DEH will continue to monitor the City Park lakes as deemed appropriate. If you have further questions or comments on this issue, please feel free to contact the DEH Environmental Quality Division at 720-865-5452.
Denver Environmental Health
I don’t know… The city’s response to this issue is certainly reasonable. I know good folks at the city are worried about and working on this issue. Further, I’m inclined to believe that radioactive waste from the Lowry Landfill is not a causal factor here. I do believe, as I said, greywater effluent is a contributing factor to this problem. That can be fixed. One can only hope the city will continue to pursue a solution.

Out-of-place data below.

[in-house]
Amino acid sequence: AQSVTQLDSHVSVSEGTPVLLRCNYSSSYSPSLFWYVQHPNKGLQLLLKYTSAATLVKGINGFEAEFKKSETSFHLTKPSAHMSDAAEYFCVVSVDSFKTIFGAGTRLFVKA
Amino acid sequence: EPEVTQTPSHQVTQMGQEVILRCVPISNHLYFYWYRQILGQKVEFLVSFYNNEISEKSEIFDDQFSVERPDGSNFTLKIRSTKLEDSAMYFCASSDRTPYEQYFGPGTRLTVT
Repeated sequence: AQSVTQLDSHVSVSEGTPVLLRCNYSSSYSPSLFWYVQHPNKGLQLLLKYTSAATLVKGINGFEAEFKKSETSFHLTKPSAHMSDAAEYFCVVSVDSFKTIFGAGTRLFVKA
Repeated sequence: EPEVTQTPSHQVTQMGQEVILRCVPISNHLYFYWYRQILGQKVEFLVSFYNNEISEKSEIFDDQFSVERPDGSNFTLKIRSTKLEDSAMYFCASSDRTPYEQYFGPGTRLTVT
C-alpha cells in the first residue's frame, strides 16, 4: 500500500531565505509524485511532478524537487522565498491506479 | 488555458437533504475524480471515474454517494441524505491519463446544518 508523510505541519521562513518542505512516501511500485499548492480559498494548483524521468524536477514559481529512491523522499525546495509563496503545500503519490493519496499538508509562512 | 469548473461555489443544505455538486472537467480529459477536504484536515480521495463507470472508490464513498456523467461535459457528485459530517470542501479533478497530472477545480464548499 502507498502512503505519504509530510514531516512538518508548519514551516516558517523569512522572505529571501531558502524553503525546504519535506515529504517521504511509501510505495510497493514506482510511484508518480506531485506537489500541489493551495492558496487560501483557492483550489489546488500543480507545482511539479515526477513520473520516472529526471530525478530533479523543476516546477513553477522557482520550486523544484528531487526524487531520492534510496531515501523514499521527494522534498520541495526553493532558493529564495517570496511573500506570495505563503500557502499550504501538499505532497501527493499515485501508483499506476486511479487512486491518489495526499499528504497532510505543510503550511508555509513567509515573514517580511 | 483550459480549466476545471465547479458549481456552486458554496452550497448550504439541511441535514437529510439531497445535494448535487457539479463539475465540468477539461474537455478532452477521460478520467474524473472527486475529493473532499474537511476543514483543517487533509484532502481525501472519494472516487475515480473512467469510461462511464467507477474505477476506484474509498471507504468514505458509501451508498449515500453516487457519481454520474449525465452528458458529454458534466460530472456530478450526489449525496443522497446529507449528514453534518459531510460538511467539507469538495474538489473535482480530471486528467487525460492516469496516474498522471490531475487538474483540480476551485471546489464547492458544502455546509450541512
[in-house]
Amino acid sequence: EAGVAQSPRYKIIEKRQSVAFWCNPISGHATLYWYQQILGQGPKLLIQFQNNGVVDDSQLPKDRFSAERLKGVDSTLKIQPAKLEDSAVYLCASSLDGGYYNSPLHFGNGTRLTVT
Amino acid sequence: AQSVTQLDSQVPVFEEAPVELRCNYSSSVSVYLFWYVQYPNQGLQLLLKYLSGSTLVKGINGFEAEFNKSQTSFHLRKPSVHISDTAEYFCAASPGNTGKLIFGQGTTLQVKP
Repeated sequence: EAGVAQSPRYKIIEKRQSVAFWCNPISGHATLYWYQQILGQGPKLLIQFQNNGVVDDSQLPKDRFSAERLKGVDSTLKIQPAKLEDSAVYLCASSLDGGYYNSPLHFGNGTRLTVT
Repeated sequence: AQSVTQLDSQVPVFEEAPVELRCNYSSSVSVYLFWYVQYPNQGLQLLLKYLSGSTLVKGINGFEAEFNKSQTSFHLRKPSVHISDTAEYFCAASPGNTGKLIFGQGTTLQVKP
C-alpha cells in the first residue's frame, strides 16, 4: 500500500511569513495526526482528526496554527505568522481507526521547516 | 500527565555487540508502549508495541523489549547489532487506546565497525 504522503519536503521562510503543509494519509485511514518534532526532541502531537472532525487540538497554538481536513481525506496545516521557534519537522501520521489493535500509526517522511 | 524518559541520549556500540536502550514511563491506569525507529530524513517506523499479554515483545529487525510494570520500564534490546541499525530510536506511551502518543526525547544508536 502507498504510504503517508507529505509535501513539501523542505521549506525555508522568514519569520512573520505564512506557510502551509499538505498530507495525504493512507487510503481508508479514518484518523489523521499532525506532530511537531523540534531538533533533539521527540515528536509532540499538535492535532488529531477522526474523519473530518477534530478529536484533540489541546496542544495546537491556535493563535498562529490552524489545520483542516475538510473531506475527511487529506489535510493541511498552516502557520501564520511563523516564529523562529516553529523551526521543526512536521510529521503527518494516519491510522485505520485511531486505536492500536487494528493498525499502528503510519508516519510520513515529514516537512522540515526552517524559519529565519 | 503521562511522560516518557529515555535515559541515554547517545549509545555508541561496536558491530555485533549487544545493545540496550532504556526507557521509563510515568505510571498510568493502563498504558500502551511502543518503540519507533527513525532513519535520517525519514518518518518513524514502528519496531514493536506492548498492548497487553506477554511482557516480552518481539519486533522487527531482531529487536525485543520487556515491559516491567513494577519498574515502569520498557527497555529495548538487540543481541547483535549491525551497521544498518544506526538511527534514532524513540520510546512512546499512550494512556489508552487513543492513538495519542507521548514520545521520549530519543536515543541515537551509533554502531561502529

Of course, there’s still the question about elevated mercury levels showing up in Berkeley Lake and Rocky Mountain Park Lake, both in Northwest Denver, both in Councilman Garcia’s district. But, alas, I’m still awaiting a promised “follow-up” from Garcia on another issue I raised in March, 2005. Actually saved the email promising a follow-up. After two years of waiting, methinks Garcia has placed the issue on the backmost burner.
Once again, thanks to Councilwoman Faatz for pursuing this.